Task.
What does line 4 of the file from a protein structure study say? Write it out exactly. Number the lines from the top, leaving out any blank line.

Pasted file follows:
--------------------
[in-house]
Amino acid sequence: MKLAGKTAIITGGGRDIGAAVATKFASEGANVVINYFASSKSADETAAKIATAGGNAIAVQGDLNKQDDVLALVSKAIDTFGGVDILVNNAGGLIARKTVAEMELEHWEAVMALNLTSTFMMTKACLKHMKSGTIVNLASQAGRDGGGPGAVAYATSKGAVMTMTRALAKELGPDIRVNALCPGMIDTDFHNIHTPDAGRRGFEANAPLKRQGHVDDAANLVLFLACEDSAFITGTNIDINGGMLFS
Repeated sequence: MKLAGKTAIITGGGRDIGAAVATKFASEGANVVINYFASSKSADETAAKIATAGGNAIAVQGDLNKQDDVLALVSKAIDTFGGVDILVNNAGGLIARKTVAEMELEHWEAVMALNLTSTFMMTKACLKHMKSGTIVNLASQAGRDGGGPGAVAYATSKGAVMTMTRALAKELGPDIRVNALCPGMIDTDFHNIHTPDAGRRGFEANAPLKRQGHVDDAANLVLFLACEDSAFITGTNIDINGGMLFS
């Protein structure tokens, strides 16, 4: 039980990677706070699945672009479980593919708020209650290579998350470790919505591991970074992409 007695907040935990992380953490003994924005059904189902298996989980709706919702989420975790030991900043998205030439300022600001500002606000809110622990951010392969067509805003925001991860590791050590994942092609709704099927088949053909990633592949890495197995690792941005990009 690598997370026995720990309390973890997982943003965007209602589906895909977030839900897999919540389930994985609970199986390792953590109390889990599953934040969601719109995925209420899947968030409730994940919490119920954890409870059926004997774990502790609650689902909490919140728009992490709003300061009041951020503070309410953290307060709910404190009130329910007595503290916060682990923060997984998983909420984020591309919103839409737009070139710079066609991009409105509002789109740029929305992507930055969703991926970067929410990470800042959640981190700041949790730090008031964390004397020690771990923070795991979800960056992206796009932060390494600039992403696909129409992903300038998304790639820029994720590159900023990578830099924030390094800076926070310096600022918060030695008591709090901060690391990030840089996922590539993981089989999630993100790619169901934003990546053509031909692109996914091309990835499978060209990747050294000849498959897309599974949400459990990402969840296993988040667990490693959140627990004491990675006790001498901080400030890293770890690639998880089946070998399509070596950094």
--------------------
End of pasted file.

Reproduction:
């Protein structure tokens, strides 16, 4: 039980990677706070699945672009479980593919708020209650290579998350470790919505591991970074992409 007695907040935990992380953490003994924005059904189902298996989980709706919702989420975790030991900043998205030439300022600001500002606000809110622990951010392969067509805003925001991860590791050590994942092609709704099927088949053909990633592949890495197995690792941005990009 690598997370026995720990309390973890997982943003965007209602589906895909977030839900897999919540389930994985609970199986390792953590109390889990599953934040969601719109995925209420899947968030409730994940919490119920954890409870059926004997774990502790609650689902909490919140728009992490709003300061009041951020503070309410953290307060709910404190009130329910007595503290916060682990923060997984998983909420984020591309919103839409737009070139710079066609991009409105509002789109740029929305992507930055969703991926970067929410990470800042959640981190700041949790730090008031964390004397020690771990923070795991979800960056992206796009932060390494600039992403696909129409992903300038998304790639820029994720590159900023990578830099924030390094800076926070310096600022918060030695008591709090901060690391990030840089996922590539993981089989999630993100790619169901934003990546053509031909692109996914091309990835499978060209990747050294000849498959897309599974949400459990990402969840296993988040667990490693959140627990004491990675006790001498901080400030890293770890690639998880089946070998399509070596950094």